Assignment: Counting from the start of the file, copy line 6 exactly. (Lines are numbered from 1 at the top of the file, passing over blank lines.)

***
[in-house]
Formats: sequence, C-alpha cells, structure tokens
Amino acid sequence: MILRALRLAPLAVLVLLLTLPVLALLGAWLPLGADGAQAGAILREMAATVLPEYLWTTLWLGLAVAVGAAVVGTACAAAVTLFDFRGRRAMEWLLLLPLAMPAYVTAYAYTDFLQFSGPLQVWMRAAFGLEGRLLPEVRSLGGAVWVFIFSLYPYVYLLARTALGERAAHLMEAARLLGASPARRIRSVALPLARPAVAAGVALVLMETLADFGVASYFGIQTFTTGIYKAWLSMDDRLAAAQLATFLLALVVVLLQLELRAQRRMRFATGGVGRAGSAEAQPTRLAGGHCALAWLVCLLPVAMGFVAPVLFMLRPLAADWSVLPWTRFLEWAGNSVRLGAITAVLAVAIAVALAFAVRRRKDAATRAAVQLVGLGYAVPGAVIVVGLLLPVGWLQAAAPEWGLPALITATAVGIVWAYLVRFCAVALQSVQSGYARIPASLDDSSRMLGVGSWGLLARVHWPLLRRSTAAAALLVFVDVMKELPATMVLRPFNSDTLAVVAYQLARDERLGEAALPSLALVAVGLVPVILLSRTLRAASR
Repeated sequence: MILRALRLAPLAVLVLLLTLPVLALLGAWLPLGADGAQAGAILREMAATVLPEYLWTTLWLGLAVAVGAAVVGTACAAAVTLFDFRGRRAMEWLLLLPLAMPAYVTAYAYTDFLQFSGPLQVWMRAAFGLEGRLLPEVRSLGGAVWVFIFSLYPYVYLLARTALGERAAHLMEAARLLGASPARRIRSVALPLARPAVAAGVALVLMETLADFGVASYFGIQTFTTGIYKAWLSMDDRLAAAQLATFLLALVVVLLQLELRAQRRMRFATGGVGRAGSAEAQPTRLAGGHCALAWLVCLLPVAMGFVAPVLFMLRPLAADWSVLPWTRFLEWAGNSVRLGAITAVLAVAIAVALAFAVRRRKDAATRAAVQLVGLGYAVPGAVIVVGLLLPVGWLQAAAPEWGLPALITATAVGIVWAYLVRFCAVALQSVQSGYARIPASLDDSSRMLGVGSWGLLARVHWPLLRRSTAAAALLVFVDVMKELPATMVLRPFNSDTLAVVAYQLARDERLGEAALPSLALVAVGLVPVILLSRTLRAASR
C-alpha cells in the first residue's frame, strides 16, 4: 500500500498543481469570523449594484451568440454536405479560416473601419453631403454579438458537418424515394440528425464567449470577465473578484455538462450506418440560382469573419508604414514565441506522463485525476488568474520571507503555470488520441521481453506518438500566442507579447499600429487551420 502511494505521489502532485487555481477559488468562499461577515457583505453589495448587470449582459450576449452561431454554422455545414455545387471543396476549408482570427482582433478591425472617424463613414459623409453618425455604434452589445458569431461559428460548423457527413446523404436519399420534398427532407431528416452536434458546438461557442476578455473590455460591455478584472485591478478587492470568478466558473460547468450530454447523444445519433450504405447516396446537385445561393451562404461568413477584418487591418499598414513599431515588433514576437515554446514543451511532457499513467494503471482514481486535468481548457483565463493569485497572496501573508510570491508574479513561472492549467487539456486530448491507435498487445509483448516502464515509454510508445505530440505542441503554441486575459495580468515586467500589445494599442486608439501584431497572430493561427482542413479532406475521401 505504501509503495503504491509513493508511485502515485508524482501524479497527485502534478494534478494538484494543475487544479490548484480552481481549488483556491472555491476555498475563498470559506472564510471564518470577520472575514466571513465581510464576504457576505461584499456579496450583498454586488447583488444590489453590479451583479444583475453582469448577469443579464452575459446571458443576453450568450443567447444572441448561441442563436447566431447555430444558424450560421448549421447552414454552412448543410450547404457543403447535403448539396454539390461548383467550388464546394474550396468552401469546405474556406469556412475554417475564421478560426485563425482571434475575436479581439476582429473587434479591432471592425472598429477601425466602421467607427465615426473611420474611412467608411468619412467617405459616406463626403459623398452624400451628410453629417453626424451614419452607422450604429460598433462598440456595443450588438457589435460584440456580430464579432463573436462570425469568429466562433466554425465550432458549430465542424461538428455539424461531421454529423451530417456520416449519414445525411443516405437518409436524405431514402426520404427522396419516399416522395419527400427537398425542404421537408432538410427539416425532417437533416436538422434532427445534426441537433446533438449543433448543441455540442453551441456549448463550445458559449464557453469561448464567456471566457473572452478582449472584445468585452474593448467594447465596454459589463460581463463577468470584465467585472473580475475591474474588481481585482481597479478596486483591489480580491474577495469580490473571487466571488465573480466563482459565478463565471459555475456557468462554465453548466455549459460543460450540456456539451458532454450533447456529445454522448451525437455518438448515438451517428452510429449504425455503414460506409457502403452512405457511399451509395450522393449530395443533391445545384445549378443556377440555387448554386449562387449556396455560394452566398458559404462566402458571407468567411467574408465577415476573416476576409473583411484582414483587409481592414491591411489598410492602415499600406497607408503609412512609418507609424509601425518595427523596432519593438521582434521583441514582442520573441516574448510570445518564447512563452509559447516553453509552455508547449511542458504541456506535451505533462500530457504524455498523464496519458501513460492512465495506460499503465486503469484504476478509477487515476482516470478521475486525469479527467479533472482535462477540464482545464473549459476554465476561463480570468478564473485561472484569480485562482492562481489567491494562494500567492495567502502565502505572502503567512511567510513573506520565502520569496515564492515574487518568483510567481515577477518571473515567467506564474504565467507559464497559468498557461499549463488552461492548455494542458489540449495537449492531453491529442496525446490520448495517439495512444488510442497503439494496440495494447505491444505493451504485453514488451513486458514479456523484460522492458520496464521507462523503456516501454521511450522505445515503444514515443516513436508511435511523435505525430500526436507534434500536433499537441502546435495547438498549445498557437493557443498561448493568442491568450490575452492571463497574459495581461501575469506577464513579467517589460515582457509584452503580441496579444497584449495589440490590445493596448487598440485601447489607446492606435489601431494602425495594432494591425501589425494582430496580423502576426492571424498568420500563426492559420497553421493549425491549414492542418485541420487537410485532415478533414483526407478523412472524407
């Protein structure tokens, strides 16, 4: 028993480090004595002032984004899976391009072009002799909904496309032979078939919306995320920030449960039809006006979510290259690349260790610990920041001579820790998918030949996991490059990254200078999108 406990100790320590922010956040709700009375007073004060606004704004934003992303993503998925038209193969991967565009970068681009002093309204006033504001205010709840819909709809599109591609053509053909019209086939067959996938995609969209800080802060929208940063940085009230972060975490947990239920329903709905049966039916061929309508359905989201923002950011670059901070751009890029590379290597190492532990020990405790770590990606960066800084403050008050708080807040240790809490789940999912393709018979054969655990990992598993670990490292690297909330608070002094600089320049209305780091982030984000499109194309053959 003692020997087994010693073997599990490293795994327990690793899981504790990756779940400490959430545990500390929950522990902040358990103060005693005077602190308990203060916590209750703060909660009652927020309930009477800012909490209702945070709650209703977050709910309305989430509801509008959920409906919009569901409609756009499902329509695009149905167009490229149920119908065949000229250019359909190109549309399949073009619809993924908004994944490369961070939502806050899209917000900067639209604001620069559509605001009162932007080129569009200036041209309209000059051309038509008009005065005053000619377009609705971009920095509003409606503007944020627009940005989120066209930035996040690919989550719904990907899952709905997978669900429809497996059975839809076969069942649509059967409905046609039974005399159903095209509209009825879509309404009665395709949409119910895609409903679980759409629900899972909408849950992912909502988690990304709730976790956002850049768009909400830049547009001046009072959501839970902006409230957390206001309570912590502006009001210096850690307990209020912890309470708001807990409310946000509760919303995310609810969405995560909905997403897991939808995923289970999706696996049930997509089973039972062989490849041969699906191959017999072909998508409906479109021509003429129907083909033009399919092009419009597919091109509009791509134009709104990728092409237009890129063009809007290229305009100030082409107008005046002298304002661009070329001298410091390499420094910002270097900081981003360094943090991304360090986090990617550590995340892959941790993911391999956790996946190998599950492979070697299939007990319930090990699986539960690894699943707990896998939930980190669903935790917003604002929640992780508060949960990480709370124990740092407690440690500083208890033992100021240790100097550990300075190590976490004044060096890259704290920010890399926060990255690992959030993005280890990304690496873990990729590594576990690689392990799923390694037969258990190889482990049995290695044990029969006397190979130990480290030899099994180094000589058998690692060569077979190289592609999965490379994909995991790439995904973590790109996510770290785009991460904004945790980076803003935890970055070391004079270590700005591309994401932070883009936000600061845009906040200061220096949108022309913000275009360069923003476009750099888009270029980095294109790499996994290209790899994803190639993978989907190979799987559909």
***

């Protein structure tokens, strides 16, 4: 028993480090004595002032984004899976391009072009002799909904496309032979078939919306995320920030449960039809006006979510290259690349260790610990920041001579820790998918030949996991490059990254200078999108 406990100790320590922010956040709700009375007073004060606004704004934003992303993503998925038209193969991967565009970068681009002093309204006033504001205010709840819909709809599109591609053509053909019209086939067959996938995609969209800080802060929208940063940085009230972060975490947990239920329903709905049966039916061929309508359905989201923002950011670059901070751009890029590379290597190492532990020990405790770590990606960066800084403050008050708080807040240790809490789940999912393709018979054969655990990992598993670990490292690297909330608070002094600089320049209305780091982030984000499109194309053959 003692020997087994010693073997599990490293795994327990690793899981504790990756779940400490959430545990500390929950522990902040358990103060005693005077602190308990203060916590209750703060909660009652927020309930009477800012909490209702945070709650209703977050709910309305989430509801509008959920409906919009569901409609756009499902329509695009149905167009490229149920119908065949000229250019359909190109549309399949073009619809993924908004994944490369961070939502806050899209917000900067639209604001620069559509605001009162932007080129569009200036041209309209000059051309038509008009005065005053000619377009609705971009920095509003409606503007944020627009940005989120066209930035996040690919989550719904990907899952709905997978669900429809497996059975839809076969069942649509059967409905046609039974005399159903095209509209009825879509309404009665395709949409119910895609409903679980759409629900899972909408849950992912909502988690990304709730976790956002850049768009909400830049547009001046009072959501839970902006409230957390206001309570912590502006009001210096850690307990209020912890309470708001807990409310946000509760919303995310609810969405995560909905997403897991939808995923289970999706696996049930997509089973039972062989490849041969699906191959017999072909998508409906479109021509003429129907083909033009399919092009419009597919091109509009791509134009709104990728092409237009890129063009809007290229305009100030082409107008005046002298304002661009070329001298410091390499420094910002270097900081981003360094943090991304360090986090990617550590995340892959941790993911391999956790996946190998599950492979070697299939007990319930090990699986539960690894699943707990896998939930980190669903935790917003604002929640992780508060949960990480709370124990740092407690440690500083208890033992100021240790100097550990300075190590976490004044060096890259704290920010890399926060990255690992959030993005280890990304690496873990990729590594576990690689392990799923390694037969258990190889482990049995290695044990029969006397190979130990480290030899099994180094000589058998690692060569077979190289592609999965490379994909995991790439995904973590790109996510770290785009991460904004945790980076803003935890970055070391004079270590700005591309994401932070883009936000600061845009906040200061220096949108022309913000275009360069923003476009750099888009270029980095294109790499996994290209790899994803190639993978989907190979799987559909």